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t has come to my attention that some preplanning by the cattle producer and consultation with the herd veterinarian ahead of a major processing will accomplish many things including herd improvement. This article will describe a specific example of this. Certain points may fit into the management of your operation and there are perhaps other points you can identify which will help your specific operation. Some points may become obvious when the processing starts and can be added in directly at that time or a note made to include them next year. With better processing facilities including often the use of hydraulic chutes extra procedures only take seconds more an animal as long as labor is adequate. Processing people including the veterinarian perhaps bringing out an animal health technician can provide efficient multitasking individuals, which are more than worth the investment. Quiet stress free cattle handling will make cattle even easier to work with the next time. Make sure and utilize the services of your veterinarian for more than just the one procedure they are called out for such as pregnancy checking cows or semen evaluating bulls. As you can see in this example both the veterinarian and purebred cow calf operator benefited this herd for the next six months by being prepared and open minded. This specific example is a 400 head purebred herd that calves in May and into June. Mid April was typically where a scours vaccination was given and cows processed. The cows calve on grass so there is less hands on contact then typically occurs with early spring calving but the principles in this article are the same. I must note this herd had already been pregnancy checked much earlier in pregnancy and the opens (non pregnant) cows were removed then. These cows swath graze in the fall and are fed in a large area so have to compete somewhat but get lots of exercise and feeding time is the only time for close observation. This year it was decided to utilize the veterinarian to again preg check the herd and help with a few other things. There were two main things which were added into the protocol. The veterinarian suggested since this herd had always been vaccinated with a modified live vaccine for IBR and BVD just before breeding they would have very good immunity and with the cows now well into their third trimester of pregnancy that vaccine (which has fetal protection) could be added into this processing saving the producers running the cows through before breeding when it is difficult to separate the calves off. This is a very important decision and must be done with the advise of your herd veterinarian as they must be happy with the previous protection from BVD and IBR which your herd has received. The veterinarian would also save the costs of vaccinating any open cows and they could be shipped directly as the price for cows had risen substantially in the last while. By the way twelve open cows were found which is right on the 2-3% expected abortion rate. Resistance to the Avermectins (pour on endectocides) was found on this herd so deworming with a different oral product and a hook feeder “fenbendazole” was also given. As mentioned in other articles always have a supply of the CCIA tags ready for cull cows so if needed they are tagged right then when the cows are caught. Record the dangle tag and if possible sort her out right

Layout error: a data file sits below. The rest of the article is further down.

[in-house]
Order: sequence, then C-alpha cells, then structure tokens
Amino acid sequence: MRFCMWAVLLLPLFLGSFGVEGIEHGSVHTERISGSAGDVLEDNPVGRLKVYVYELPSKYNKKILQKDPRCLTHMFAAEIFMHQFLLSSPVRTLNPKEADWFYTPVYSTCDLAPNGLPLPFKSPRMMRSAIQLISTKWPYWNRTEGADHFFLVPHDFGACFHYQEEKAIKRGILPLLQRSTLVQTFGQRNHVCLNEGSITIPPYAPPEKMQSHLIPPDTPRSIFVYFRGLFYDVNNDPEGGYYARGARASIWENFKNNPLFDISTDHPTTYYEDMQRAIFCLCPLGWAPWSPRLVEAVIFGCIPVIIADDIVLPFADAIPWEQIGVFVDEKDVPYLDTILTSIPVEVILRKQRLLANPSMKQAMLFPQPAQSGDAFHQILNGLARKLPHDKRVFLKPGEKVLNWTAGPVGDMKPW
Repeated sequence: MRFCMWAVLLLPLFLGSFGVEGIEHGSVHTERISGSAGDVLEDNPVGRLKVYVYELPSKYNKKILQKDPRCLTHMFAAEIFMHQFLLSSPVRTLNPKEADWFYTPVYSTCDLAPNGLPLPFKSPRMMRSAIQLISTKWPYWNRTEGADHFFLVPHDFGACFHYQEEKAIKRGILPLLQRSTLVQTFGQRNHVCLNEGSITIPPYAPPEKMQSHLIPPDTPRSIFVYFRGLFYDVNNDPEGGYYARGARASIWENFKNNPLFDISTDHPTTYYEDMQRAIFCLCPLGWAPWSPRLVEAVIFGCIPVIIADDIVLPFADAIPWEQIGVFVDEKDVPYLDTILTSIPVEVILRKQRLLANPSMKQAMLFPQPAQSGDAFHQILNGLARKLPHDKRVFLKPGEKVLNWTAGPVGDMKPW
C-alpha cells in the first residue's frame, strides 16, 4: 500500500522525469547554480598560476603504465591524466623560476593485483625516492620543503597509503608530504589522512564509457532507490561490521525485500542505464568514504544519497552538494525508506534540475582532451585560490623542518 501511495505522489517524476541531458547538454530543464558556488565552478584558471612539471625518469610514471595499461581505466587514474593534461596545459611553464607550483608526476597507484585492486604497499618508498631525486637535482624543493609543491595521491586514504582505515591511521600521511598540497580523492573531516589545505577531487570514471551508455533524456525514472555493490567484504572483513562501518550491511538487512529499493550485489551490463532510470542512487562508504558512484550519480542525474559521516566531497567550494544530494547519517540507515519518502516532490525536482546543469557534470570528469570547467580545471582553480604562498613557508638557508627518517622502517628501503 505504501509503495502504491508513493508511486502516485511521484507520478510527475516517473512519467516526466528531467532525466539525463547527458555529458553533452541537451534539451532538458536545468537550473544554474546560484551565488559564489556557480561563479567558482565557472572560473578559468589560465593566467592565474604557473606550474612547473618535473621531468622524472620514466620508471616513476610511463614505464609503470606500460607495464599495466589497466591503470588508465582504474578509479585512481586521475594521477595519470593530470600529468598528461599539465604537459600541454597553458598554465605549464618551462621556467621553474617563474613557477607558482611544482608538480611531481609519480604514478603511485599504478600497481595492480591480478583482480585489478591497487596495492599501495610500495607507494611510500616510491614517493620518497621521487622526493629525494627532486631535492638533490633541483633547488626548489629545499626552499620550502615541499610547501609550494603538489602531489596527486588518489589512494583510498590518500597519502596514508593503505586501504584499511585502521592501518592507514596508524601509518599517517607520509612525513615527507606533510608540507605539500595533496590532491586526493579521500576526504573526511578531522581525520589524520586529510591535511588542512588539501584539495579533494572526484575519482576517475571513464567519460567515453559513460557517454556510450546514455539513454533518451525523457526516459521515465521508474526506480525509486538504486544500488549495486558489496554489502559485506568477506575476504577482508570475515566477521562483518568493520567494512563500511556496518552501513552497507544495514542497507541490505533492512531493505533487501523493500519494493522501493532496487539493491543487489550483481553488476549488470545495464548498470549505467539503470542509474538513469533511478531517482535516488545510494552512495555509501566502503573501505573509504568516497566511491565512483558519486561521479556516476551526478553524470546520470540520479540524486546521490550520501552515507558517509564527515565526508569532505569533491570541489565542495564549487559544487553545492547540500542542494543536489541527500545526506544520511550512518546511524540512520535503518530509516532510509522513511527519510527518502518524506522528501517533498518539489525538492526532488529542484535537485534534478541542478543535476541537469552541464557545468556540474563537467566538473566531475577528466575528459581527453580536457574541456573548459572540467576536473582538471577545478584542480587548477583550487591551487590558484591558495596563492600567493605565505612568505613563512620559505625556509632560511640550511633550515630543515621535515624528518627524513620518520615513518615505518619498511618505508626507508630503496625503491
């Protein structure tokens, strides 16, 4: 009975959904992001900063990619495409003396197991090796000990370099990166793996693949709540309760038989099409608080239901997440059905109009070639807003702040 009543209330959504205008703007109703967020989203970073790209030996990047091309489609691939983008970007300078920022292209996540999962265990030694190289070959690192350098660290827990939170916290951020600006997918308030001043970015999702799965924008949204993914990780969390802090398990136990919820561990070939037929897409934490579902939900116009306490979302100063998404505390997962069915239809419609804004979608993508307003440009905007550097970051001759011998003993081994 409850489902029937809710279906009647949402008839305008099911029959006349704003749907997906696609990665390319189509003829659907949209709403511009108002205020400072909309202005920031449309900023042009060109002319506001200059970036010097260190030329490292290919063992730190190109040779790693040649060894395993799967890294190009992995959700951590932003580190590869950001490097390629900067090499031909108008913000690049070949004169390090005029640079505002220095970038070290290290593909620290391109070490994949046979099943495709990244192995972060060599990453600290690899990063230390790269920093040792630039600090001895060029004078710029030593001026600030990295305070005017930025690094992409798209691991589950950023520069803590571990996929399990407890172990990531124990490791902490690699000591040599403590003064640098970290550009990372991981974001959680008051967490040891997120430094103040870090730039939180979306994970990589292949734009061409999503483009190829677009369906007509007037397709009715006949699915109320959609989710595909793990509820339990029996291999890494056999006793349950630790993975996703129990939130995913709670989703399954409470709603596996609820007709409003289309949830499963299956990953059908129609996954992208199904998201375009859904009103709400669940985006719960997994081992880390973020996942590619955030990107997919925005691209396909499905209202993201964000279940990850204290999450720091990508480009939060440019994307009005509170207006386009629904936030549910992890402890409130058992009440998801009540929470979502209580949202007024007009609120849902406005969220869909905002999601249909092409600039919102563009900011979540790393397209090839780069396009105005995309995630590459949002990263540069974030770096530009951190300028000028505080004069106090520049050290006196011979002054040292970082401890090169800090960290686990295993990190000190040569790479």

then as well. A herd of 400 makes it hard to find a few open cows at the end of the day. You as the producer should have the quick ability to sort at least two ways out of the chute. It doesn’t take much too even put up a few portable panels to make this happen. I never like the statement “we can do that later” because often later never seems to come or a person is too busy with other things and the details get lost. The producer had trouble reading tags in the past because of hair over the tags or dirt covering the number. Having a cleansing solution and a good pair of scissors rectified this. Again none of these things slowed the procedure down to any degree and there will be recaptured labor and less mistakes made at calving when tags could be read. A few cows had tags missing and because they were purebreds the tattoos were read and tags made immediately. If calving on larger tracks of land carry around a good set of pocketsize binoculars and you will be amazed at how often they get used reading tag numbers. On this processing day an unexpected twist happened. A few of the cows appeared overly thin so at the same time as pregnancy checking the veterinarian was utilized to condition score and the decision was made to remove the heifers and any cows at a “TWO” condition score. This allowed the producer to bring up the condition score of these cattle to acceptable levels for calving and minimized competition in the main herd a win-win situation. This could very easily be accomplished by sorting out of the chute. A few other fringe benefits were also seen. In pregnancy checking these far pregnant cows a few sets of twins were identified which the producer could keep an extra watch at calving. They ended up in the thin group which is not surprising from internally feeding two fetuses. After examining the lists afterwards it became apparent that a high percentage of the first calvers made it into the thin group which I am sure is not surprising to anyone. What was an eye opener were the older cows. A definite distinction was cows older those 10 years. Over half of them made it into the thin herd. The younger and older cows had a hard time competing. This sort was still done far enough from the start of calving to bring the cows that need it up in condition. Good quality colostrum will be produced and the cows being on a rising plane of nutrition should develop good protection to the vaccines. At this final pass before calving hair can be collected for Genomic testing if necessary feet and udders are also checked for any issues, bred heifers may have magnets given if hardware is a problem in your herd. Any lumps bumps or any discharge from the eyes should be checked. Eye discharge may identify early cancer eye. If your veterinarian is present the situation can be dealt with immediately. You may discover problems that will lead to culling down the road. These cows’ calves may be able to have their calves cross-adopted at calving. Many chute side computer programs are based on the individual RFID tag number so this can be utilized as well so input of data can become automatic and helps and the past information helps with culling. Next time use this example of one to better utilize your herd veterinarian while hopefully making your life easier and potentially eliminating a further process down the line by doing as much as possible with one pass through the chute.